American white pines
02, 2005 18:27 PST
Bob, et al.,
White pines have always been the most interesting to me.
I used to call them five needle pines but now must make a
change. Most of the pines in southern Mexico are five needle,
even though they are hard pines. Actually many have four or
five, with some having even 6, 7, or 8.
Of the North American white pines, I find P. monticola the most
variable. In central California it is found near timberline, up
to 3,300 meters. Here it can be a large tree, developing deep,
vertically furrowed bark that is often bright orange or maroon
when mature. In the Puget Sound near Seattle, the tree has
relatively thin bark that remains gray, even in age. Likewise in
Idaho, but the bark is thicker, often forming perfect checks,
leading to the name alligator pine which was one of the early
common names. The easternmost population, in Avalanche Valley in
Glacier National Park, is quite the site to behold. Here, just a
few kilometers from the continental divide, the pine grows with
Tsuga, Thuja, and Acer, reminding me of the forests along Lake
Superior. There is even an understory Taxus to make the picture
complete. Here, the pine has the thick bark in long, vertical
like its Lake Superior counterpart. If it were not for the
occasional Pseudotsuga, it looks alot like the Porkies. Even
though the species are different, it suggests to me an ancient
connection that was separated by the formation of the Great
The Mexican cloud forest Pinus strobus grows only in the very
wettest forests and has relatively thin, tightly plated bark.
Its closest relative is P. ayacahuite, which is a truly
magnificent tree growing in slightly drier, mesic sites on a
wide variety of mountains throughout Mexico. This tree is
reminiscent of the magnificent P. lambertiana with huge,
dramatic crowns of great character. The dry form of this tree,
var. vietchii, makes enormous cones up to 65 cm long.
So far all the pines I have mentioned have seeds with full
wings. A third variety of P. ayacahuite, var. brachyptera, has
seeds with reduced wings. It grows in central Mexico. Partly
overlapping in range and continuing into central New Mexico is
P. strobiformis, sometimes known as P. flexilis var. reflexa.
The seeds of this mountain pine have only the tiniest remanant
of a wing. It is here where the pines begin to depend on corvids
for their dispersal and not the wind. The furthest north of this
multi-species grex is P. flexilis, a true nut-pine.
So this story of closely related pines comes full circle in
Idaho, where P. monticola and P. flexilis both occur, although
now with widely different ecologies. All of the pines I have
mentioned are known to hybridize with each other where their
ranges overlap, forming this giant range covering most of North
America. The only exception is P. monticola and P. strobus,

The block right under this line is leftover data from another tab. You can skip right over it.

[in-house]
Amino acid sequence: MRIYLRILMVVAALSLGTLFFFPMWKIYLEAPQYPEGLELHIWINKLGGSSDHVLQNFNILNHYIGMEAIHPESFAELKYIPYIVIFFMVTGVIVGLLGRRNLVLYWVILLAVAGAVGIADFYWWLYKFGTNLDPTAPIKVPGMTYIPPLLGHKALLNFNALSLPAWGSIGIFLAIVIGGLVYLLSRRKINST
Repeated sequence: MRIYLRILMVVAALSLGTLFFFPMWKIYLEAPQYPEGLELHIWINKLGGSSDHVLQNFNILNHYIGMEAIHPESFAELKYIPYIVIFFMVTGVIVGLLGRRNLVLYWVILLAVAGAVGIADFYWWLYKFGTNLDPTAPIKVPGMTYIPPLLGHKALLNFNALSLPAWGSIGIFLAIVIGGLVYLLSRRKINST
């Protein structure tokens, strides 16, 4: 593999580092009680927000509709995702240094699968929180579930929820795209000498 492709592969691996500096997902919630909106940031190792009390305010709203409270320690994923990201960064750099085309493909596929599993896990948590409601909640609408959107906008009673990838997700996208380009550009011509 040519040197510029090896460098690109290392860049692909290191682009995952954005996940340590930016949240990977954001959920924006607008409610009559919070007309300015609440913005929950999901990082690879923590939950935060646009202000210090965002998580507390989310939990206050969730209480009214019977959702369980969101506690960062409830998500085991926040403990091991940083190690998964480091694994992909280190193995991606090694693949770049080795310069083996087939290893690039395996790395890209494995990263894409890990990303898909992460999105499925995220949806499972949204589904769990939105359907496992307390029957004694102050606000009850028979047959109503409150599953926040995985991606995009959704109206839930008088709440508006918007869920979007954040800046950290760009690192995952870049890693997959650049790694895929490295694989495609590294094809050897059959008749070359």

which are separated by a few hundred kilometers of North Dakota
and eastern Montana.
The wonders never cease…
American white pines - continued
03, 2005 08:16 PST
Bob and Lee:
Bob, fascinating material.
Within the range of the eastern white pine, have either of you
observed discernable differences in physical characteristics
latitudinally or longitudinally?
Geneticist Alan Gordon once told me that if you take white pine
from say northern Alabama and plant it in say New Hampshire, it
grow very fast, but be highly susceptible to the cold. In
says that you don't want to move the seed of a species more than
couple degrees latitude. Lee, you've often discussed the great
difference in the tolerance to cold of the northern white pines
their southern brethern. Have you noticed physical differences
would attribute to a change of climate in the eastern white
North American white pines - continued
03, 2005 09:10 PST
Yes, I think the dense tufts of foliage that northern pines
keep the foliage from getting damaged by cold and desiccated by
during the winter. The red bark of northern white pines may also
indication that more carotenoids are present in the tree which
protect the trees from sunlight damage during the long summer
days with sun
coming in at a lower angle than further south.
We know from a number of common garden studies that most species
do not do well if you move them more than 1-2 degrees latitude
seed source. Trees from Cook Forest or the Smokies would not
slightest chance of surviving in the Boundary Waters because of
and short length of growing season.
North American white pines - continued
03, 2005 10:36 PST
Lee and Bob:
So...during the onset of glacial periods and then interglacials,
species either have to "find" similar climatic regimes
(less than the to the
1-2 degrees latitude range you mention)through gradual
selection of stranded populations will result in new ecotypes,
or a species
will become extinct. I wonder what the "climatically
tolerant" ranking would
be for our eastern tree species. Any ideas?